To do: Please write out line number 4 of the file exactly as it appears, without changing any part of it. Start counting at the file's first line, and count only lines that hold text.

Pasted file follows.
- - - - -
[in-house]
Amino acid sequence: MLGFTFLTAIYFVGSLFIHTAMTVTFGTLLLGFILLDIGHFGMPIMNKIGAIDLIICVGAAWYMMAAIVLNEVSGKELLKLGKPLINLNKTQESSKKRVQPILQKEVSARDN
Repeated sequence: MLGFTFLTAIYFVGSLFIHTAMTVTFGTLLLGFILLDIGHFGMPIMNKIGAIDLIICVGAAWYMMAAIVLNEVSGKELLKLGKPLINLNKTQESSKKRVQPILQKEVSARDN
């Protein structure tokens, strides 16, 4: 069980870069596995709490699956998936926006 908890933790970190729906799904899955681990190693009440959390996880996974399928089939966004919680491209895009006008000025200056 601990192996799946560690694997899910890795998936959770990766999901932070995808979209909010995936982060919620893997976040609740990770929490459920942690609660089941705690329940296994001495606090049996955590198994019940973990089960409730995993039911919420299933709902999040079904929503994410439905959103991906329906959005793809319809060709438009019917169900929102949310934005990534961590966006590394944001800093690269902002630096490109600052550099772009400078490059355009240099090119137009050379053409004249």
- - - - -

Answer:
């Protein structure tokens, strides 16, 4: 069980870069596995709490699956998936926006 908890933790970190729906799904899955681990190693009440959390996880996974399928089939966004919680491209895009006008000025200056 601990192996799946560690694997899910890795998936959770990766999901932070995808979209909010995936982060919620893997976040609740990770929490459920942690609660089941705690329940296994001495606090049996955590198994019940973990089960409730995993039911919420299933709902999040079904929503994410439905959103991906329906959005793809319809060709438009019917169900929102949310934005990534961590966006590394944001800093690269902002630096490109600052550099772009400078490059355009240099090119137009050379053409004249």